A living, moving entity, the conflagration spread as wooden mine scaffolding burned away and created gaps for oxygen to fuel the burning coal. By the late 1970s, the fire had migrated from the dump site into residential areas. Noxious fumes increasingly invaded homes. Centralians listened for the warning wail of carbon monoxide detectors, and actually kept pet canaries to foretell potentially life-threatening gases. They watched smoke creep from cracks and fissures in their yards, streets, and sidewalks.

The fire still burns.
The fire still burns. Flickr/Travis Goodspeed/CC BY 2.0

Then, on February 14, 1981, while tween resident Todd Domboski was exploring his grandmother’s backyard, the earth gave way beneath his feet. He was rescued from the searing 150-foot hole by a watchful older cousin, but the event put the very ground on which Centralians walked, slept, and played in question. By chance, federal officials—in town to discuss the community’s future—happened to be on-site at the time of the accident. Word of the near-tragedy quickly spread, and not just in the tight-knit community of 1,200.

In the weeks, months, and years that followed, media coverage was widespread, with features in news outlets ranging from People to The New York Times. In an obvious nod to Centralia, a 1984 edition of Action Comics cast Superman as the lone figure capable of saving the fictional “Coaltown, Pennsylvania.” The town even made a cameo in the 1987 Chris Penn film Made in the U.S.A.

Community organizers leveraged the attention to lobby for assistance in Harrisburg and Washington, D.C. Activists launched petitions, sported T-shirts that declared, “Centralia: The Hottest Town in Penna.,” and decked the town in red ribbons to symbolize the still-burning fire. After a series of referendums, a majority of voters decided to sever ties with the town in 1983. A few years later, a $42 million federal aid package financed the relocation of more than 1,000 residents. By the early 1990s, most properties in the community had been demolished. Although the Commonwealth declared eminent domain in 1992—claiming the town’s lands and infrastructure—a handful of residents resisted the order. Even today, after multiple legal battles, eight Centralians remain, allowed to live out their lives at home, after which their properties will belong to the Commonwealth.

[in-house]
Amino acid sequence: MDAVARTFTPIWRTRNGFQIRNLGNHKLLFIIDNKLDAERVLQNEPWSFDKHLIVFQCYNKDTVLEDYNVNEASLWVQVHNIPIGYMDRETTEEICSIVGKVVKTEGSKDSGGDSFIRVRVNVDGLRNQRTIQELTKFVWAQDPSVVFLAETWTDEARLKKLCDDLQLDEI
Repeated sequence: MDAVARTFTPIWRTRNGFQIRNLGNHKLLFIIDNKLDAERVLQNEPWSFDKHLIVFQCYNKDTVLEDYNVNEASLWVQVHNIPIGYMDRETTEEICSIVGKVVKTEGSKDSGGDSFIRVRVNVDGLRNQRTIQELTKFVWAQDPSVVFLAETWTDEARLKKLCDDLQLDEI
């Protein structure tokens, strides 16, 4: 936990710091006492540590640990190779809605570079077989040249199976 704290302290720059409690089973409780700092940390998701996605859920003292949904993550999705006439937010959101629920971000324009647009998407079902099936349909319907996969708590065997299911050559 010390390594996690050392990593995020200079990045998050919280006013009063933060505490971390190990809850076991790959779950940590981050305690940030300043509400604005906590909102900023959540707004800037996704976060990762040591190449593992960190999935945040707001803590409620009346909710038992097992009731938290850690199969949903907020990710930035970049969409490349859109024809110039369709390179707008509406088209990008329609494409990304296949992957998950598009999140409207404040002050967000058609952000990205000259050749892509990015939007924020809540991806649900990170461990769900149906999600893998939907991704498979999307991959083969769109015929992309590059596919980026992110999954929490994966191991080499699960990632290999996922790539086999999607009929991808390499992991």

Wisdom from the highway.
Wisdom from the highway. Flickr/kjarrett/CC BY 2.0

In the past 15 years, these stalwarts have witnessed a surge in tourism. Most of the visitors are there specifically for another phenomenon: the Graffiti Highway. Photos from 20 years ago show just a few, tentative tags, but the space soon, in the words of filmmaker Joe Sapienza, “took on a life of its own.” Sapienza’s 2017 documentary, Centralia: Pennsylvania’s Lost Town, profiles the political and social history of the place and its residents, former and current. By 2013, when his crew embarked on their first early-morning scout of the area, Route 61 “was a rainbow of colors in graffiti.” That asphalt canvas was occasionally interrupted by “massive cracks and splits in the road that had sunk in years prior due to fallen mine shafts and timbers that caught fire beneath the land.”

Around the Graffiti Highway, a new community sprang up, one born of—yet completely separate from and sometimes opposed by—the one that preceded it. As Johnson notes, it became a space where people chose to assert, through their tags, that “I was here, I can be here, I’m a part of this.” With interest fueled by Facebook groups, the Silent Hill franchise (Roger Avary, one of the screenwriters behind the film adaptation of the horror game, cites Centralia as an atmospheric muse), and cable television features, it morphed into Centralia 2.0. The Graffiti Highway became Centralia’s new public square, offering visitors a barrage of constantly evolving, often droll, visual novelty.